"I had heard 'Freshman' before, but that was about it," Smith said. "I went out and bought their CDs and found out what other hits they've had. We submitted an offer to MPA and they agreed."

That was in mid-May. Since then, a committee of Jaycees headed by Smith had been working through the festival's logistics nightmare. The only feasible place to hold such a large gathering was the Fort Calhoun Baseball Complex, a new diamond located just east of the mammoth Wilkinson factory on the south end of town. For parking, 24 acres of nearby farmland was rented in fields adjacent to the complex.

Crews began setting up the large performance stage, valued at more than $10,000, the night before the concert. For staging, the Jaycees got some big-time professional help from Mannheim Steamroller's Chip Davis. A resident of nearby Ponca Hills, Davis has long been a Jaycees supporter, Smith said.

"It's all being done through Soundtrack International -- the stage lighting, sound and production," Smith said. "Davis' people are doing the entire production."

Vendors began pitching their tents around the field. Patrons were welcome to bring in sealed bottles of water.

Tickets to Meltdown 2000 were $15 advance, $25 day of show, available through Ticketmaster or at the event's "box office" located at The Forgot Store in Ponca Hills.


Pt. 2. Send in the Crowd

Everything was in place.

The stage was enormous. The sound and lighting rigs were top-notch. Vendors' tents were loaded with delicious food and drink. A row of spotlessly clean port-a-johns stood stoically at attention.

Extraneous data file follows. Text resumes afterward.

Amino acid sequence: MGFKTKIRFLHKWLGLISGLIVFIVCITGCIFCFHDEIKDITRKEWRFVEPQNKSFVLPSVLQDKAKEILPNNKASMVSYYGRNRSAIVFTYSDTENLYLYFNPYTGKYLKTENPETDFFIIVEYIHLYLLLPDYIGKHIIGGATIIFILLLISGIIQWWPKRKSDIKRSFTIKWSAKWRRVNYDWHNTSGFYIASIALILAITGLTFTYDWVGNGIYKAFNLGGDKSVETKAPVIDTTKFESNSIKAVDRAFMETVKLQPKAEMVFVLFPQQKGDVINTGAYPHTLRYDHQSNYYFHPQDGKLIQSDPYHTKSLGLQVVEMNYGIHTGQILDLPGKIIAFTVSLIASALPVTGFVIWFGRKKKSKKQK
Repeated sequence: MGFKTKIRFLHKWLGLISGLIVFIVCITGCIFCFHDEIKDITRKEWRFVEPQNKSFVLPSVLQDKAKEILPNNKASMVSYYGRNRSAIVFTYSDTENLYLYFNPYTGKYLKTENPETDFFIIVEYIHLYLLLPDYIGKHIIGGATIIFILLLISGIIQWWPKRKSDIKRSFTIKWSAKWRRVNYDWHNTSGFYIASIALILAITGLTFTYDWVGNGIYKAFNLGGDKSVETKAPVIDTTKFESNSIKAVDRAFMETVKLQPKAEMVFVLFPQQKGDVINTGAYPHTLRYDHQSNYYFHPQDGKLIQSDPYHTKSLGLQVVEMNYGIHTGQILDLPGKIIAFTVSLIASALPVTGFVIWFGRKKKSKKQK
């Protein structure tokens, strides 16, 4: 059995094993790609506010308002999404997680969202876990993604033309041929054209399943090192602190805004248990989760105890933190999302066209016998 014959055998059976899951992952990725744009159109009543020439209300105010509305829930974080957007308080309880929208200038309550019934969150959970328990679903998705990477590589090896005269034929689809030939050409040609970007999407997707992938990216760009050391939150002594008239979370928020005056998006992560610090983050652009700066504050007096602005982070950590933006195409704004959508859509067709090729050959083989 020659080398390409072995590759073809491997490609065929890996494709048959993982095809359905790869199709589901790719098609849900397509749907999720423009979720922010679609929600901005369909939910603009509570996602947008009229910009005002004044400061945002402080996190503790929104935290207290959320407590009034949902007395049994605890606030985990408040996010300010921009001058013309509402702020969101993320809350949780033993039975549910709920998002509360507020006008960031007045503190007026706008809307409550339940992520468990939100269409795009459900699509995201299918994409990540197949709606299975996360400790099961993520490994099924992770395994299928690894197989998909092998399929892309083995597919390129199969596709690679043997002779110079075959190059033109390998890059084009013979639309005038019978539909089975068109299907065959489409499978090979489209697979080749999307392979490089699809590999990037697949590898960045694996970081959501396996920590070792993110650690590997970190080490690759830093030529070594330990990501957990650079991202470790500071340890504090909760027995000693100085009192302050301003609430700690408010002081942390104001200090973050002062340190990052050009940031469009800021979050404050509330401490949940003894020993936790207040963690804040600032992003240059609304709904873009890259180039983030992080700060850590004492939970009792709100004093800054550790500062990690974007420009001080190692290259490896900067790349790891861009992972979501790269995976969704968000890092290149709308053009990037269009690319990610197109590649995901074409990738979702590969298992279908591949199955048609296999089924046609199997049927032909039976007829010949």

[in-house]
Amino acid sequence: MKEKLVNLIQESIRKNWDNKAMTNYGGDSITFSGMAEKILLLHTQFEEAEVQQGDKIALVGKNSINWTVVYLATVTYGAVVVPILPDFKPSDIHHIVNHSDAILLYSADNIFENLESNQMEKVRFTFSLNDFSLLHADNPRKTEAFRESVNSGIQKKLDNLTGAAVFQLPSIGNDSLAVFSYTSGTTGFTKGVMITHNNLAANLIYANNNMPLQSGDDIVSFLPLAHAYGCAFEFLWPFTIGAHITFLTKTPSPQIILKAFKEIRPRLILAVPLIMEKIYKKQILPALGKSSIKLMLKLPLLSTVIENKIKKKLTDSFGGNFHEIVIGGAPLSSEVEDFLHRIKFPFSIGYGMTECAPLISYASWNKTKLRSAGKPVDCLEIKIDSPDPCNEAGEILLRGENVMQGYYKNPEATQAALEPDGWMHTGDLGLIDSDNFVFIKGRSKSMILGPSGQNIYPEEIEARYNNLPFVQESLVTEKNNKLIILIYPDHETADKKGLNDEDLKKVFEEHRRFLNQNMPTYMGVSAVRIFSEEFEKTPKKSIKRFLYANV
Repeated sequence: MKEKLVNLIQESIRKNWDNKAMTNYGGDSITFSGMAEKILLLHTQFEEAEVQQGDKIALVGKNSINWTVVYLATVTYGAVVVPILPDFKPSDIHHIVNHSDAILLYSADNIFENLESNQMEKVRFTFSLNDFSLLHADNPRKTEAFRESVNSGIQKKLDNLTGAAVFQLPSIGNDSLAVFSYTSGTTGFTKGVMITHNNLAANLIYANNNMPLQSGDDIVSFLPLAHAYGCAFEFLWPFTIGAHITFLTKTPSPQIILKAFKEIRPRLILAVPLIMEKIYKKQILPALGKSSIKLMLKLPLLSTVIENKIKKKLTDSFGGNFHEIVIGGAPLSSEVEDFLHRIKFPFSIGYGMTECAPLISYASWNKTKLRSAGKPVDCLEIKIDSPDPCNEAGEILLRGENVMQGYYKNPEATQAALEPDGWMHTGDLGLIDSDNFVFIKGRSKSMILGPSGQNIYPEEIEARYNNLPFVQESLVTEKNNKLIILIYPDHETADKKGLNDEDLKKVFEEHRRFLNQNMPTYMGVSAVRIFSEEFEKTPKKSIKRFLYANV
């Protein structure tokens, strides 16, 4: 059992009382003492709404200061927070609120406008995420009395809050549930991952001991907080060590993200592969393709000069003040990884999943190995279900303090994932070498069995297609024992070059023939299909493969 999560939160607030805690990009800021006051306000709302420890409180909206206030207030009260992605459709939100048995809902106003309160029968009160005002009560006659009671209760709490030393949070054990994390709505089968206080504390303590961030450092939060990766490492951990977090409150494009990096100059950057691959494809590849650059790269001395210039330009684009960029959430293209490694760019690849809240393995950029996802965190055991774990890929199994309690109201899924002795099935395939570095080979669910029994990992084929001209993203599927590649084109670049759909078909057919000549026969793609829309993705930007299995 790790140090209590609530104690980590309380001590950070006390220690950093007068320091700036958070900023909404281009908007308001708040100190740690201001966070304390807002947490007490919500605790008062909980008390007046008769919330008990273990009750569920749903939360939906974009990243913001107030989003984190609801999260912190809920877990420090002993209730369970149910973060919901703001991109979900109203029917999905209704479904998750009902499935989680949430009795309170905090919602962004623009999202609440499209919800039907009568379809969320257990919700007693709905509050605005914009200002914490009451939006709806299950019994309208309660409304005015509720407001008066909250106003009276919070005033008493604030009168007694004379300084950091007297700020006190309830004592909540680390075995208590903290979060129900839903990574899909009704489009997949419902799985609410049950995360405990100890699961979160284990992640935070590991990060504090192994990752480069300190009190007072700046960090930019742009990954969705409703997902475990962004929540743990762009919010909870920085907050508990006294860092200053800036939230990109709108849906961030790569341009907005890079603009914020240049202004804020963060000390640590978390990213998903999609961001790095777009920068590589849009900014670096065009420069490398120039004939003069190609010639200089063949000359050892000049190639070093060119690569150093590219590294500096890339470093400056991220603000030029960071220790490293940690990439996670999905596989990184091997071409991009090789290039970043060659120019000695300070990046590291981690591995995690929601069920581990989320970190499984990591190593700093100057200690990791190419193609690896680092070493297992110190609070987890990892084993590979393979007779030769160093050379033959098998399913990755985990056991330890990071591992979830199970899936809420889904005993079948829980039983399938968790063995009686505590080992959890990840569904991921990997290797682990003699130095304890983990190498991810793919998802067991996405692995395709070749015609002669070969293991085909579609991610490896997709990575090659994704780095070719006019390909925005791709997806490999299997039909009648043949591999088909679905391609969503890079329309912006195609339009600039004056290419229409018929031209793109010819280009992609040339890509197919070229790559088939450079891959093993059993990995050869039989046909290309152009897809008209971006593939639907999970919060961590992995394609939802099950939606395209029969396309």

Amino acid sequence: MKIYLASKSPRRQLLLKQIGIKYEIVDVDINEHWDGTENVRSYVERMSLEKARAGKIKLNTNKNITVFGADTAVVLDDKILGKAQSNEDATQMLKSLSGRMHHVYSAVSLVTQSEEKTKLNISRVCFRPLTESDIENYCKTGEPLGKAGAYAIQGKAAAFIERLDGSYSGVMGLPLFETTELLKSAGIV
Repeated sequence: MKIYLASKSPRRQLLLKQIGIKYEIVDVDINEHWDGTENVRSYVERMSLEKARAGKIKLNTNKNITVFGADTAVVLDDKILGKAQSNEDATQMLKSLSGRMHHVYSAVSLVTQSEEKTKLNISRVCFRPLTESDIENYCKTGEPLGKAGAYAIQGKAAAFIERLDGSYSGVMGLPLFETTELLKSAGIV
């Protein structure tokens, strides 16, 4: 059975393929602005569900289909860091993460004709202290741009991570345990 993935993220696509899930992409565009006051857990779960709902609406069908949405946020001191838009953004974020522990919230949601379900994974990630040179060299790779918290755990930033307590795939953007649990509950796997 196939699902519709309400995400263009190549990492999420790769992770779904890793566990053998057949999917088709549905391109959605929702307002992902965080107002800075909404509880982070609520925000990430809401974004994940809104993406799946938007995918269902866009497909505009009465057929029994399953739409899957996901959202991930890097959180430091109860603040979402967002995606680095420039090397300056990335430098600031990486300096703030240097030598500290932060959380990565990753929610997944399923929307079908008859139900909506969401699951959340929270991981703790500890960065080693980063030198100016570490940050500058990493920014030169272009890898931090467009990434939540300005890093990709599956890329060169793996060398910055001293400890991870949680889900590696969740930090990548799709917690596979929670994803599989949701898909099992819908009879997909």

All was prepared for a crowd that never arrived.

It's too early to say whether the event, organized and sponsored by the Fort Calhoun Jaycees, was a bust. As of Sunday night, Ticketmaster hadn't reported the final ticket sales. But if the turnout for the actual performance of The Verve Pipe is any indication, the Jaycees' return on investment could be rather disappointing.

At the height of the Pipe's performance, no more than 300 (and that's stretching it) stood in front of a barricade designed to hold back the throngs from the enormous stage.

"All in all, everything went fantastic," said event organizer Mike Smith. "The vendors were great, the bands were great, the stage crew and everyone pitched in. We just didn't get the crowd we hoped for."

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Only about 40 were on hand to see The Nuclear Bees, the last band before the Verve Pipe took the stage.

















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The Verve Pipe's Brian Vander Ark had the crowd of around 200 mesmerized for about an hour. "I'd like to thank the town of Fort Calhoun for coming out tonight -- all 640 of you," he said sarcastically.

You would be hard-pressed to find a better-run festival anywhere. More than 100 orange-T-shirt-clad volunteers and Jaycees hustled in the steamy August heat, making sure no problem arose during the well-orchestrated event. The stage, lighting and sound, whose construction was overseen by Terry Seafus of American Gramaphone, were impressive. The black-draped curtain wall towered over the Fort Calhoun Basebal Complex, like a rock-n-roll monument. Rows and rows of chrome can lights hung overhead, their lenses covered with colorful gels, while below, stacks of Marshall amps cluttered a stage that even the Rolling Stones would have been proud to strut across.

Meanwhile, on the opposite end of the ball field, a Budweiser distributor had set up a massive beer tent, on top of which was constructed a special $5 per hour seating section designed to give a lucky few a view over the expected throngs. Food vendors offered everything from slices of watermelon to a variety of delicious smoked meats, while on the opposite side, tables were set up for bands to spread out their merchandise for adoring fans to purchase.